Dr. Marc A. Pomerantz has 20 years experience in hair restoration surgery. Here the Doctor has answered some of the common questions bizymoms visitors have about Hair transplant.
Q. What is Hair Transplant and who would be a good candidate for hair transplant surgery?
A. Hair transplantation consists of taking a number of hair follicles or small closely knit groups of 2, 3, or 4 follicles along with minute amounts of the surrounding skin and subcutaneous fatty tissue from the lower hairs in the back and sides of the scalp, dissecting them under very high or microscopic magnification, and placing the grafts into tiny openings in the skin usually in the scalp, but the openings, called receptor sites can be made anywhere in the skin of a human body. I have, personally, done grafts into eyebrows, moustaches, beards, a chest, a pubic area, and thousands of scalps. I do not do eyelash grafts, but some doctors do. One limitation, the graft must be into the same body that the hair is taken from. As all of us cop show devotees know, human hair contains DNA. Grafts from one random person to another would require using anti-rejection drugs; and all of those drugs cause hair loss. You could graft between identical twins, but what would be the point? Identical twins have identical patterns of hair loss. The most important thing with grafting is to do the grafting in such a way that a barber or hair stylist cannot detect the result as grafted.
Determining who would be a good candidate for hair replacement surgery requires skill, judgment, and experience. Again, we should start with the dichotomy of medical versus surgical treatment. Almost any adult person, regardless of gender, who is losing hair is a candidate for some type of medical treatment to attempt to slow, stop, and possibly reverse the hair losing process. As with any medical treatment, we begin with a health history. For women, we want to determine whether or not the patient is pregnant. Also, many doctors want a simple blood test to determine the state of a woman’s thyroid gland because an over or under-active thyroid can cause hair loss with little in the way of other obvious symptoms. Fortunately, the range of safe and effective treatments is broad - something for everyone. Determining whether or not a person is a good candidate for surgery requires an assessment of multiple variable factors. The level of contrast between hair color and skin tones and hair texture are important factors. It is easier to create a hairline that does not appear to be grafted in a person with light colored hair or a person with light brown hair and a lightly tanned complexion. Another important factor is the combination of hair texture and follicular density. Obviously it is better if a patient has a large number of hair follicles per square inch. Another doctor and I devised an instrument called a Densitometer, a simple instrument that allows a doctor to make a quick count of the number of hair follicles in a 4 cm circle. A person with a follicle count below 20 cannot achieve densely thick hair with grafting. Sometimes, it takes more than one session of grafting to obtain full density.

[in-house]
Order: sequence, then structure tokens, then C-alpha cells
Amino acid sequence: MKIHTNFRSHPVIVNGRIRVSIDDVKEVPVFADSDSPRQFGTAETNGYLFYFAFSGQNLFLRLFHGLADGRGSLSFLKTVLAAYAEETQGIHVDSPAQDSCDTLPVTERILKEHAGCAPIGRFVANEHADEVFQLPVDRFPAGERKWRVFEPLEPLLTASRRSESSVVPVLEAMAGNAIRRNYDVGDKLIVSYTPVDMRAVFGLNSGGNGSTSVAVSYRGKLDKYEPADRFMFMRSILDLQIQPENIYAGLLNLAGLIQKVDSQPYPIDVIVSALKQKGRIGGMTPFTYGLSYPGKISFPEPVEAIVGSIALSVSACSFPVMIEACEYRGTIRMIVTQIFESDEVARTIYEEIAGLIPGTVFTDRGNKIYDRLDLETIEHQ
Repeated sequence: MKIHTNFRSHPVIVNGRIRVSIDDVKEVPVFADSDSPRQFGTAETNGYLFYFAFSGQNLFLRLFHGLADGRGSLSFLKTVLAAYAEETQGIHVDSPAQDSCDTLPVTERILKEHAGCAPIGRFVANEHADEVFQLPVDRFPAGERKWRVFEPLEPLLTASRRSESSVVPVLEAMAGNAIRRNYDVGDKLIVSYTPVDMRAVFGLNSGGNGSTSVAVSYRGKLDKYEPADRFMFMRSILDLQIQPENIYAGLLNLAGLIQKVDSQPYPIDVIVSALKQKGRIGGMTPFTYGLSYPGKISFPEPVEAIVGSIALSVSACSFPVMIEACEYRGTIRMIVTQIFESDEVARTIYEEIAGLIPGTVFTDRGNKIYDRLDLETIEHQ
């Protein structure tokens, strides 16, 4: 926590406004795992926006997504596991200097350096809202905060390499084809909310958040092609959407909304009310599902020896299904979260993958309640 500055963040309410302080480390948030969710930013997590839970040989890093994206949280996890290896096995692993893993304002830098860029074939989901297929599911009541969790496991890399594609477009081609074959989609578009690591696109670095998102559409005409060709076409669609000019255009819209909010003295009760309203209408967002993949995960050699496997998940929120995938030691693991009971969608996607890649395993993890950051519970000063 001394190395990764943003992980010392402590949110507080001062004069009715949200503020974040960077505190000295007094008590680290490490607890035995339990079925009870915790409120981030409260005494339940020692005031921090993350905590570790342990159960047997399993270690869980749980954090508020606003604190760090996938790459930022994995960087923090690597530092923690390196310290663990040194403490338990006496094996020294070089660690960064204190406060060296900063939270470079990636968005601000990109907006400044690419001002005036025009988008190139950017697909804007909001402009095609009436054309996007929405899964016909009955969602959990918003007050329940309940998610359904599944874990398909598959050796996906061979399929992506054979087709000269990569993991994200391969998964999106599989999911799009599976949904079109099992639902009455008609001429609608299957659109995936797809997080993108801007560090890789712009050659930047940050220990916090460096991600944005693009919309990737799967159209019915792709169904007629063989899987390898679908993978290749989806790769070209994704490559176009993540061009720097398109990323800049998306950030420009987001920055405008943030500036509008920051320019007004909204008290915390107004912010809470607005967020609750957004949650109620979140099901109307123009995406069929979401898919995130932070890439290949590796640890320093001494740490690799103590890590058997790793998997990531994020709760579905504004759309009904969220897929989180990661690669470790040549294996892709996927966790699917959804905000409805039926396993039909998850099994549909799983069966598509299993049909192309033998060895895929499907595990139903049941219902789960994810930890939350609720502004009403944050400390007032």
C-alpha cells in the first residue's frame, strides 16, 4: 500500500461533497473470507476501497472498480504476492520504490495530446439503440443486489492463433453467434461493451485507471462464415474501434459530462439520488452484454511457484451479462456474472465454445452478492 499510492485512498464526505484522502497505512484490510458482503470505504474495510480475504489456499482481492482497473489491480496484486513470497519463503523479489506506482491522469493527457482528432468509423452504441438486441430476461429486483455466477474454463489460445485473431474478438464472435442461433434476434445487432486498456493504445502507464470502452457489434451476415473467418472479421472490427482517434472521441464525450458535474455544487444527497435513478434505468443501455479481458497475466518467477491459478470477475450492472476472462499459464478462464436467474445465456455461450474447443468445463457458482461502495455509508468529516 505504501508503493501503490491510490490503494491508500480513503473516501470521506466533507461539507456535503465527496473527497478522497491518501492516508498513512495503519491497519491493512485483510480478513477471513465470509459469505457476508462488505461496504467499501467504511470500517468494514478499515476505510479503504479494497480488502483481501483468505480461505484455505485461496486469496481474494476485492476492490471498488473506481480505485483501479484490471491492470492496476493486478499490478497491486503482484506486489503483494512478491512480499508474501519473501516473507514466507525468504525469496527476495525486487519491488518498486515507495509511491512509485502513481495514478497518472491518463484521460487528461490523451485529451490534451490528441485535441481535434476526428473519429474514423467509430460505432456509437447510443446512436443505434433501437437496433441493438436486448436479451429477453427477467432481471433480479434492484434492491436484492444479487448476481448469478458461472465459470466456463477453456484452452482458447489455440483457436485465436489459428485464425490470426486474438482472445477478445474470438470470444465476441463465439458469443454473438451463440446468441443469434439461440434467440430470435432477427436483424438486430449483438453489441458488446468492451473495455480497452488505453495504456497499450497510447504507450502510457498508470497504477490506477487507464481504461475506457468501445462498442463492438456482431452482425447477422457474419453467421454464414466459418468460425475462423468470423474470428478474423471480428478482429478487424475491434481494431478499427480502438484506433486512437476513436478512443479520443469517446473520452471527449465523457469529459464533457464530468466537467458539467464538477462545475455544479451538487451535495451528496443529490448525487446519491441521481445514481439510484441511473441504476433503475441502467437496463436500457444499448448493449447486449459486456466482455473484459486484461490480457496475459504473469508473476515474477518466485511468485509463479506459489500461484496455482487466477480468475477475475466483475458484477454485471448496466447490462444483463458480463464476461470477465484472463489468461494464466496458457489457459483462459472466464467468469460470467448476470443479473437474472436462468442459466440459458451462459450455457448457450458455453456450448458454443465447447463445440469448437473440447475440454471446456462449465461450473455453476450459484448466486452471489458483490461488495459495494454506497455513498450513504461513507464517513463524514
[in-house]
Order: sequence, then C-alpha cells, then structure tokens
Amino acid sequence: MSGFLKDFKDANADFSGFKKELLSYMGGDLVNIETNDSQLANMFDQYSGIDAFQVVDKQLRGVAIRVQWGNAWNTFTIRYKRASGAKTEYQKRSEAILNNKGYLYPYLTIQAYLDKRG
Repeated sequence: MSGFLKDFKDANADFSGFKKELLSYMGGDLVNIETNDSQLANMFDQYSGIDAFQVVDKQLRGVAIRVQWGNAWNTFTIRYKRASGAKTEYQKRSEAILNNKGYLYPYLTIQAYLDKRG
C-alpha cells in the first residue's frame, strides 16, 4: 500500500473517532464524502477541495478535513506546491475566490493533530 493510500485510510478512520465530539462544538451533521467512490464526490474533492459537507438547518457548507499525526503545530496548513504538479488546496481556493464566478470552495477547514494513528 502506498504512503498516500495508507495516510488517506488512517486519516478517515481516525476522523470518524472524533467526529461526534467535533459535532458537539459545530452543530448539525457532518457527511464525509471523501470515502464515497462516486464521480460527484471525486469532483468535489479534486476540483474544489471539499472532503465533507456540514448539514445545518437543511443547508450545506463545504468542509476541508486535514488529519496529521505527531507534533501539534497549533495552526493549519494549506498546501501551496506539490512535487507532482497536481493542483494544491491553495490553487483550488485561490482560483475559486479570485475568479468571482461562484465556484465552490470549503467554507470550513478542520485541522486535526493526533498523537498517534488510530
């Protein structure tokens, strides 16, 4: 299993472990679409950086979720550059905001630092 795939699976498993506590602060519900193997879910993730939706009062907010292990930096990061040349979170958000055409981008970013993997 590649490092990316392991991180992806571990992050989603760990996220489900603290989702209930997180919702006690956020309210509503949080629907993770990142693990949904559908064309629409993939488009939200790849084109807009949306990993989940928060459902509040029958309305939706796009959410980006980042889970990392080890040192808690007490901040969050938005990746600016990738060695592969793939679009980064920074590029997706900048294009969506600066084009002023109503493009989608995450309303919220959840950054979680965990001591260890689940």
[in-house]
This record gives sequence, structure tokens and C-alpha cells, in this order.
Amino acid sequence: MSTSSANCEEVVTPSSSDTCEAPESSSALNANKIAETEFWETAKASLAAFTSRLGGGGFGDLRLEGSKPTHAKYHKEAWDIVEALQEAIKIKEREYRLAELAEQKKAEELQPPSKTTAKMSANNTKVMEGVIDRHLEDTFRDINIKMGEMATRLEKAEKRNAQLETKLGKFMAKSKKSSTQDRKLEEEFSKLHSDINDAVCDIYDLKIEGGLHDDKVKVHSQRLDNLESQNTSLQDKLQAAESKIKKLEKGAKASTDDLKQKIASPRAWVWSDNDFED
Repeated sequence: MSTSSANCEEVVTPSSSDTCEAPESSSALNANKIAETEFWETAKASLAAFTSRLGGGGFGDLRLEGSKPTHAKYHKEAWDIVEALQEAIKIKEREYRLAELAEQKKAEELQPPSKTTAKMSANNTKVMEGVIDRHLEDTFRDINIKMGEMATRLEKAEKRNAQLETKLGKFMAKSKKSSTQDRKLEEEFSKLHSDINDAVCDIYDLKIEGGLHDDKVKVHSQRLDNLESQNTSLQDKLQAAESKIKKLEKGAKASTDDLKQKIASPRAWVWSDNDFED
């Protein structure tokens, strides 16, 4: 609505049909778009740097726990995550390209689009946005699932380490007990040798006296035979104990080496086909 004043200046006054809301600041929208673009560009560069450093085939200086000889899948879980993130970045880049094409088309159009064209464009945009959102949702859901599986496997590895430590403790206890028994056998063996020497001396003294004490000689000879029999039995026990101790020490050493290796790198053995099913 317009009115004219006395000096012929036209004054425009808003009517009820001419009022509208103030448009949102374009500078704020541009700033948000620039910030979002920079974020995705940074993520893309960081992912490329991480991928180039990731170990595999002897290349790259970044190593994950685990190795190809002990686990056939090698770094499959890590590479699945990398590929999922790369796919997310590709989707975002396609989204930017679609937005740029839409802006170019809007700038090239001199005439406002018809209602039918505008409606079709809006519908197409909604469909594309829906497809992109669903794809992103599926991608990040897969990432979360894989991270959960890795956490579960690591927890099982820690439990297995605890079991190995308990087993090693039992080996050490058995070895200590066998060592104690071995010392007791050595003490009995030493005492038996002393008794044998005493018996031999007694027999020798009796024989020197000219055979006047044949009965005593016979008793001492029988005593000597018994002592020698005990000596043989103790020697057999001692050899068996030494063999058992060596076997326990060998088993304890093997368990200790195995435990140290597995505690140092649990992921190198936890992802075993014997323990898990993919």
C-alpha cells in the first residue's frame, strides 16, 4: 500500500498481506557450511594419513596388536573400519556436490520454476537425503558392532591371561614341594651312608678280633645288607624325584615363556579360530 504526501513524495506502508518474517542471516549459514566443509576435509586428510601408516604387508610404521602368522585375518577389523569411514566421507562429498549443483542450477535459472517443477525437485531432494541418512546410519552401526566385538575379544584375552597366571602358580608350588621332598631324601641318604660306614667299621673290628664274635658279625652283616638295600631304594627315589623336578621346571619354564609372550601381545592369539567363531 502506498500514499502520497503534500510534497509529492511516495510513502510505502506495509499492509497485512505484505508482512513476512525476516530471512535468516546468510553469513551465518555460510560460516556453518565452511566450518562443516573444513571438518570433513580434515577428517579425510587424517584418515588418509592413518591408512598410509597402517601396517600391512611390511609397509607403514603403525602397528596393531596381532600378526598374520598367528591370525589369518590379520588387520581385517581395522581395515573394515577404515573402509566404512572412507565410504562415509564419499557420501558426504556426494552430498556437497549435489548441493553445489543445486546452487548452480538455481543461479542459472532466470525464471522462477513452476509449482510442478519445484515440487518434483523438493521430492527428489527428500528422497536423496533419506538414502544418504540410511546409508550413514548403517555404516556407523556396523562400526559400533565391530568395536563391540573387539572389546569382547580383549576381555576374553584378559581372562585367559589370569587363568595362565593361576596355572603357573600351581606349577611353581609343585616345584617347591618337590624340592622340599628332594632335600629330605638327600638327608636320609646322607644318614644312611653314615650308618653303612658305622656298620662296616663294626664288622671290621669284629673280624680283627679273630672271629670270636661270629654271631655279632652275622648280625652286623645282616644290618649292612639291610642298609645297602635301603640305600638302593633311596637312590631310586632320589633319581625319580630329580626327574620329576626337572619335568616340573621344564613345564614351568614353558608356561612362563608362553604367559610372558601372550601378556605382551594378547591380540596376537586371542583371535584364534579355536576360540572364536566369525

Q. What are the new hair restoration treatments available for men and women?
A. The major new treatments for hair loss include the use of Low Level or Cold Laser Treatment. Since there is no down side to this treatment, it may be ideal for a woman who wants to stop her hair loss. It is safe and effective, and there is no contraindication to using it when a woman is pregnant. Another major change is the willingness of more doctors to prescribe Propecia [Finasteride] for use by women. Although the FDA does not approve this dug for use by any women, it is the most powerful tool to control and possibly reverse hair loss, but it cannot be used in a pregnant woman or a woman in her reproductive years because of the risk of birth defects. While 2% Minoxidil [Rogaine] can be used by a pregnant woman, it is much less effective than the 5% solution. Some women who have used the 5% solution have developed facial hair. Although Minoxidil is much more effective in women than in men, a well kept secret, it is very difficult for someone with long hair to use. The other important development in the field is the use of large numbers of small grafts which produces a wholly natural appearance rather than the original 4 mm [1/4 in] "plugs". The coming development in surgical hair restoration will be cloning in which a few follicles are removed from the donor area, put into a Petri dish, as many grafts as desired can be grown.
Q. Do you provide free consultation and do the clients need to bring any information with them?
A. I do not charge for consults. Information I would like are the names of any drugs that the patient is taking and, for women, a set of blood tests of Thyroid gland activity.
Q. Should medications be taken after hair transplant surgery?
A. Doctors differ somewhat on this. I ask patients to do something to slow or stop the ongoing hair losing process. I also routinely treat a patient with hydrocodone [Vicodin], an antibiotic, and an anti-swelling medicine for a few days after a procedure.
Q. Do the clients need to use a bandage after the surgery?
A. I do not bandage patients after surgery although some doctors do so. We give patients a clean baseball cap to wear during the ride home
Q. When can clients expect to see results?
A. Grafts usually begin to grow on the 4th or 5th day after a procedure. The medical literature says that these small hairs fall out after several days, and the hairs are not seen to be growing again for 5-6 days. Our experience is that in 80% of patients, the grafted hairs just continue to grow.